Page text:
While breeding season for most cow herds is still months away, it’s time cattle producers begin planning breeding soundness exams for their fleet of bulls, says Robin Salverson, SDSU Extension Cow/Calf Field Specialist, during a recent iGrow Radio Network interview.
"Herd bulls influence overall herd fertility more than any other single animal, which makes the bull breeding soundness exam a high priority for every cattle producer," said Salverson, of the veterinary exam which begins with physical look at the bull’s feet and legs, eyes, teeth and body condition score of the bull.
"The exam then looks at scrotal measurement, which is an indicator of semen quality and production. The last part of the exam is a semen evaluation which includes both the motility of the semen and the morphology."
Salverson says breeding exams should be conducted every year, on every bull, about three to four weeks before pasture turnout as the quantity and quality of semen can change due to nutrition, environmental factors or possible injuries. It can also change as a bull matures.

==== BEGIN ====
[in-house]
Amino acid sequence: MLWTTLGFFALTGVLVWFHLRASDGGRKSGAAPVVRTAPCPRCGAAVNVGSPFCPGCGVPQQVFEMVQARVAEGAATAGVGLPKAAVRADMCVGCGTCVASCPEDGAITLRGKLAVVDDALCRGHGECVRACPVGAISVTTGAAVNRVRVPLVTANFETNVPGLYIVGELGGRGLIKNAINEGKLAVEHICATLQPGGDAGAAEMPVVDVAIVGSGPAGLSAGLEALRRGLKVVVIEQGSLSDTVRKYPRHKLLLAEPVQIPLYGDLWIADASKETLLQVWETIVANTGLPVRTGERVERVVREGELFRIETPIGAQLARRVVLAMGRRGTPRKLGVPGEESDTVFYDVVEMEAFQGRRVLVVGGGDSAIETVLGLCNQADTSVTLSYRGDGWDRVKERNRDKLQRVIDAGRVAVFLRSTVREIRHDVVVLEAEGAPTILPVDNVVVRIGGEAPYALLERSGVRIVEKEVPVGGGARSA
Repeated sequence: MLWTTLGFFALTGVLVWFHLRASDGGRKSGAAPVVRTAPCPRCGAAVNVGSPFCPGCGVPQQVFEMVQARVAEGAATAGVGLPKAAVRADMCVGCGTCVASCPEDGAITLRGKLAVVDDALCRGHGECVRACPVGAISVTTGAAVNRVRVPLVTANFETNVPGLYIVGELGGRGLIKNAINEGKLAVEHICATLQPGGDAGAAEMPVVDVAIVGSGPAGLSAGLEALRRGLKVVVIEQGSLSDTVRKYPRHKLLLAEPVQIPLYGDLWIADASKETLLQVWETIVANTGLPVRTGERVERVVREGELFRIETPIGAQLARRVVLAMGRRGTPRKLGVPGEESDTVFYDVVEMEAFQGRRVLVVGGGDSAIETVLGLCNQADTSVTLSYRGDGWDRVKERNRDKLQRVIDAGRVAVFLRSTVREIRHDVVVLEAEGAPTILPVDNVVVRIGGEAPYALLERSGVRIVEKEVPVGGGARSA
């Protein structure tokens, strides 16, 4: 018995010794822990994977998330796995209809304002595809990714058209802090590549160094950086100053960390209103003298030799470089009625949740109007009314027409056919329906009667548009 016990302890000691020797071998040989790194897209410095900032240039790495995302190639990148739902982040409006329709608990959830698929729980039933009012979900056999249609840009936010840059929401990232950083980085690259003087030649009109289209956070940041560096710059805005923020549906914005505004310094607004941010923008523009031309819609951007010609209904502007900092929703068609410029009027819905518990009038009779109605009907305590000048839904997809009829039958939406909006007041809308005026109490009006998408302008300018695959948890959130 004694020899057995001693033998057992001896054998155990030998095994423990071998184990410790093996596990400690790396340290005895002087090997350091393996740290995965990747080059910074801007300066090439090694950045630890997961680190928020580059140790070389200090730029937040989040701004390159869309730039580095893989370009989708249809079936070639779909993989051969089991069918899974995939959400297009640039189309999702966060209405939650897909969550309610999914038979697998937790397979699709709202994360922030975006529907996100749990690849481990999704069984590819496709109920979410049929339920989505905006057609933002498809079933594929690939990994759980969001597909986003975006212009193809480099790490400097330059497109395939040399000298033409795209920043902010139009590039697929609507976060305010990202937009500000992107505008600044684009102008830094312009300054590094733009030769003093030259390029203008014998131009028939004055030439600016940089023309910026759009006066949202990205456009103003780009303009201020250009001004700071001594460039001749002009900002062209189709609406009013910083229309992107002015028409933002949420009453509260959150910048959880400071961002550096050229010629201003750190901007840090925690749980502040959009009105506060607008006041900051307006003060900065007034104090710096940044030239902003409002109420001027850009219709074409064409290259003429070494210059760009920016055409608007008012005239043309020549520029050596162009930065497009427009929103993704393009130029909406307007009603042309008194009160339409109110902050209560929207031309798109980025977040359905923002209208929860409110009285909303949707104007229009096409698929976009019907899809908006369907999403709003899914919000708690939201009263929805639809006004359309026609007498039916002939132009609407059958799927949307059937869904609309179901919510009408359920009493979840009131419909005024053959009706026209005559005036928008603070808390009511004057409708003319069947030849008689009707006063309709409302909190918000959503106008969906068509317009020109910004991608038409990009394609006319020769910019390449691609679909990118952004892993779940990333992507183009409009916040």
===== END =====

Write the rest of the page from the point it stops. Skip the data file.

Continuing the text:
"A young bull’s semen quality will continue to improve up to 16 months of age, however, regardless of whether it’s a young bull or an older bull, an evaluation needs to be done yearly," says Salverson, who adds that because the capabilities of a yearling bull compared to an older bull differ, a typical bull-to-cow ratio for yearling bulls should be about one yearling bull for every 25 cows.
However, she says research has shown that if an older bull has been examined and is in good health, it can handle many more cows.
To prevent social dominance issues from impacted breeding success, she advises not mixing mature bulls with yearlings in the same breeding pasture.